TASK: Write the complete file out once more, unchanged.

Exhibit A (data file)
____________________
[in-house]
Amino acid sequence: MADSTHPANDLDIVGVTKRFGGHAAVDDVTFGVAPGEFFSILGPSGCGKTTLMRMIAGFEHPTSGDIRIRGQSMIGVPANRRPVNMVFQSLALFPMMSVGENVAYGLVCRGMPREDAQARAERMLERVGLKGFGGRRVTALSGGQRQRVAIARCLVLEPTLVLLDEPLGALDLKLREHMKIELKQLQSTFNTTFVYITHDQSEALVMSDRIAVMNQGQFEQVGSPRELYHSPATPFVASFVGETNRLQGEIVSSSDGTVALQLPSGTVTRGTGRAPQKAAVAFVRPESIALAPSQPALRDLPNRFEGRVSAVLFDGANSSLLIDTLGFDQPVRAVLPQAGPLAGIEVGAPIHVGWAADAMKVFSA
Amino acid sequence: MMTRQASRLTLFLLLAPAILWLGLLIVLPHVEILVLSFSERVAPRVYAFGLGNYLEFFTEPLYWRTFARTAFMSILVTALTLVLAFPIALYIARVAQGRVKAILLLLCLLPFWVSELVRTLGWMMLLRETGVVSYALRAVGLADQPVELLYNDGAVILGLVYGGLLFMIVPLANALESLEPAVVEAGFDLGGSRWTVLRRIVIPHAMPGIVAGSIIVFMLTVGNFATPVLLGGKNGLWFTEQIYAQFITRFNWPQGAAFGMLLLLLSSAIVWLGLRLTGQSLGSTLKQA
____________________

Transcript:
[in-house]
Amino acid sequence: MADSTHPANDLDIVGVTKRFGGHAAVDDVTFGVAPGEFFSILGPSGCGKTTLMRMIAGFEHPTSGDIRIRGQSMIGVPANRRPVNMVFQSLALFPMMSVGENVAYGLVCRGMPREDAQARAERMLERVGLKGFGGRRVTALSGGQRQRVAIARCLVLEPTLVLLDEPLGALDLKLREHMKIELKQLQSTFNTTFVYITHDQSEALVMSDRIAVMNQGQFEQVGSPRELYHSPATPFVASFVGETNRLQGEIVSSSDGTVALQLPSGTVTRGTGRAPQKAAVAFVRPESIALAPSQPALRDLPNRFEGRVSAVLFDGANSSLLIDTLGFDQPVRAVLPQAGPLAGIEVGAPIHVGWAADAMKVFSA
Amino acid sequence: MMTRQASRLTLFLLLAPAILWLGLLIVLPHVEILVLSFSERVAPRVYAFGLGNYLEFFTEPLYWRTFARTAFMSILVTALTLVLAFPIALYIARVAQGRVKAILLLLCLLPFWVSELVRTLGWMMLLRETGVVSYALRAVGLADQPVELLYNDGAVILGLVYGGLLFMIVPLANALESLEPAVVEAGFDLGGSRWTVLRRIVIPHAMPGIVAGSIIVFMLTVGNFATPVLLGGKNGLWFTEQIYAQFITRFNWPQGAAFGMLLLLLSSAIVWLGLRLTGQSLGSTLKQA